Studies have documented that warming temperatures have led to an increase in plant-based allergies from allergens like pollen.

Stone believes advancements in hygiene have led to a weakening of some of the natural immunity we develop to fight allergies.

In an interview with USA Today, Purvi Parikh from the Allergy and Asthma Network warned that as the climate has warmed, ticks have begun to spread their territory farther north.

Regardless, humans come into contact with ticks more frequently during warmer weather, and Stone recommends warding off Alpha-Gal in the same way other tick-borne illnesses are prevented: use insect repellent, pretreat clothes, and avoid high grass and shrubbery.

Easy Ways To Prevent It

Thankfully, there are things you can do to increase your chances of not getting bitten by the Lone Star tick (or any other tick for that matter). Here’s some helpful tips from Medline Plus on how to prevent tick bites:

Prevention is a top priority

Maliha Ilias, Ph.D., Lyme Disease Research Program Officer in NIAID’s Division of Microbiology and Infectious Diseases, said it is important to prevent ticks from coming into contact with your skin.

Dr. Ilias discussed that there are ways to prevent exposure to ticks. She noted that the best way to do this is wear clothing that covers your arms and legs; tuck your pants into your socks or even put tape around openings in clothing so ticks have no access; and wear light-colored clothing to also help you see if a tick is on you. When you are in the woods, keep to the center of the trail, where ticks are less likely to be (ticks tend to stay in shrubs and bushes).

As soon as you are home, check yourself or have a family member help check you for ticks. Use a fine-tooth comb through your hair and check folds of the skin. You should also shower and wash your clothes at a high heat so any ticks on you are killed.

Stay calm

If you do find a tick on yourself or a family member, be sure to stay calm.

“I think the most important thing for folks to know is that if they find the tick on themselves, don’t panic,” Dr. Ilias said, noting that it typically takes 36 hours for the bacteria that causes Lyme diseases to travel from the tick gut to its salivary glands and into the host.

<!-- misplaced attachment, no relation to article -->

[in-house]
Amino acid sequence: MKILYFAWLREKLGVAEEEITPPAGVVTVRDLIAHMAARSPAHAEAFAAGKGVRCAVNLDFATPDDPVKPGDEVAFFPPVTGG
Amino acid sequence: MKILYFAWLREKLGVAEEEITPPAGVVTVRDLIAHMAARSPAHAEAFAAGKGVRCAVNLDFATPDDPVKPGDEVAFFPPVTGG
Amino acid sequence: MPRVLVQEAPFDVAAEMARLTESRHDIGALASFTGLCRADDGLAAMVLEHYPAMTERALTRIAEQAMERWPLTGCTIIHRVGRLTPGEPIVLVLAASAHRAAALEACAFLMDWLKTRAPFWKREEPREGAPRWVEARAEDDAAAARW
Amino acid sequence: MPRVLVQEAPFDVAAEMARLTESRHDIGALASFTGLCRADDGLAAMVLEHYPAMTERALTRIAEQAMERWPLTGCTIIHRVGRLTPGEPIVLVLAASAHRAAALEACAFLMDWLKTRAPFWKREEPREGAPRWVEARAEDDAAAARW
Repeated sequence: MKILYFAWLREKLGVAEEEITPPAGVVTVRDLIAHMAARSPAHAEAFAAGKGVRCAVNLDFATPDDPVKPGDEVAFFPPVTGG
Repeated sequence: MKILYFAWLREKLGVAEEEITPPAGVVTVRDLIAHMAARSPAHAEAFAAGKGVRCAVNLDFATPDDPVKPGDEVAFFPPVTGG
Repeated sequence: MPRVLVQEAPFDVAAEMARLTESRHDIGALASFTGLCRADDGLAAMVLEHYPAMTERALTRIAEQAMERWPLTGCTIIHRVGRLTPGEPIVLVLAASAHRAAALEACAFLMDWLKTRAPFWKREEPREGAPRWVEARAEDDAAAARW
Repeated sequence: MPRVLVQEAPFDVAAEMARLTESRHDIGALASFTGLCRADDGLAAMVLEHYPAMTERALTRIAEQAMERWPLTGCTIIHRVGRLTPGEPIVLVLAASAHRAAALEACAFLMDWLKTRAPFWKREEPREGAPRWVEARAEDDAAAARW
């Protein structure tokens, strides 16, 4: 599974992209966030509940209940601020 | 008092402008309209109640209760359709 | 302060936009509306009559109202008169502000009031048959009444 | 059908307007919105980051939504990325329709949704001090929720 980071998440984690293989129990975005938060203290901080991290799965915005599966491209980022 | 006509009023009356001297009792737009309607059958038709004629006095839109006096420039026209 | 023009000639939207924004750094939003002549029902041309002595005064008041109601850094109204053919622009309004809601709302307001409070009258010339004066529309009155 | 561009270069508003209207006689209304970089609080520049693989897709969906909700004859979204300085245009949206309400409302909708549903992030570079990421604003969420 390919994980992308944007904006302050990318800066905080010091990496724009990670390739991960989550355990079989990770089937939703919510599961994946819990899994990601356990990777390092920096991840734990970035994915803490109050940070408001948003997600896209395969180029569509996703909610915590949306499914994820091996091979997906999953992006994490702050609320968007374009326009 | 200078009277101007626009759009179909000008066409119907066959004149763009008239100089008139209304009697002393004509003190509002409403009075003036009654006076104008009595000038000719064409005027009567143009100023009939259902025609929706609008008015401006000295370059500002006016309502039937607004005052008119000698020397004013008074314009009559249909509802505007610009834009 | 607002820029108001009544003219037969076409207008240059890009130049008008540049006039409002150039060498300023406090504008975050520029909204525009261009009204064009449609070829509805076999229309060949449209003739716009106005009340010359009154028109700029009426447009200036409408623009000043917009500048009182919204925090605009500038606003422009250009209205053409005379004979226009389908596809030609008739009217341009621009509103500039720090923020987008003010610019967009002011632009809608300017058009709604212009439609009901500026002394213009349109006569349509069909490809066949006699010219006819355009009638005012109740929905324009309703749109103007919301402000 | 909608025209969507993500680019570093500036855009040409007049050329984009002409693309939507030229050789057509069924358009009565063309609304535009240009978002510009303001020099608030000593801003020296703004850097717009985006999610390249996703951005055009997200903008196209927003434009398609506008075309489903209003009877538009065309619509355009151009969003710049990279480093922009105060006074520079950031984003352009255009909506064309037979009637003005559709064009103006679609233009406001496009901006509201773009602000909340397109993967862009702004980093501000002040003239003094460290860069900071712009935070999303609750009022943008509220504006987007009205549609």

It is also important to remove the tick properly. “There is a lot of folklore about how to take a tick out of your skin. Some people even talk about having a lighted cigarette close by, things like that,” Dr. Ribeiro said. “The most important thing is just to use appropriate forceps such as tweezers. Grab the whole tick and pull it out.”

Saliva is a tick’s best friend

A tick’s saliva (or spit) is important in its ability to feed. A combination of compounds in a tick’s saliva stops human blood from clotting while the tick feeds.

“What we’re seeing now is ticks change the composition of their saliva every few days. So the cocktail that they’re showing on Monday will be completely different from the cocktail that will be showing up on Friday,” Dr. Ribeiro said.

Researchers at the National Institutes of Health are studying the saliva of arthropods to see if there is a way to create a vaccine that will affect the saliva. A current study is looking at a vaccine that works against the saliva of sand flies, so the parasite cannot establish itself at the site of the initial bite. This sort of vaccine will be harder to develop for ticks, as the tick is constantly changing the composition of its saliva.

Early removal is key

The sooner you remove a tick, the better. It takes time for infections to reach a person’s blood stream, especially Lyme disease. A tick needs to remain attached for 36 hours before Lyme disease can be transmitted, so remove any ticks as quickly as you can.

However, you may not always know if you’ve been bitten by a tick, and therefore won’t know to keep an eye out for symptoms of tick borne disease.

Looking forward, Dr. Ilias noted the importance of a sensitive and specific diagnostic test for Lyme disease, particularly to detect it early. She added that Lyme disease can be effectively treated if it is diagnosed early.

Tick bite prevention

Tick borne diseases occur worldwide, including in your own backyard. To help protect yourself and your family, you should:

  • Use a chemical repellent with DEET, permethrin or picaridin.
  • Wear light-colored protective clothing.
  • Tuck pant legs into socks.
  • Avoid tick-infested areas.
  • Check yourself, your children, and your pets daily for ticks and carefully remove any ticks.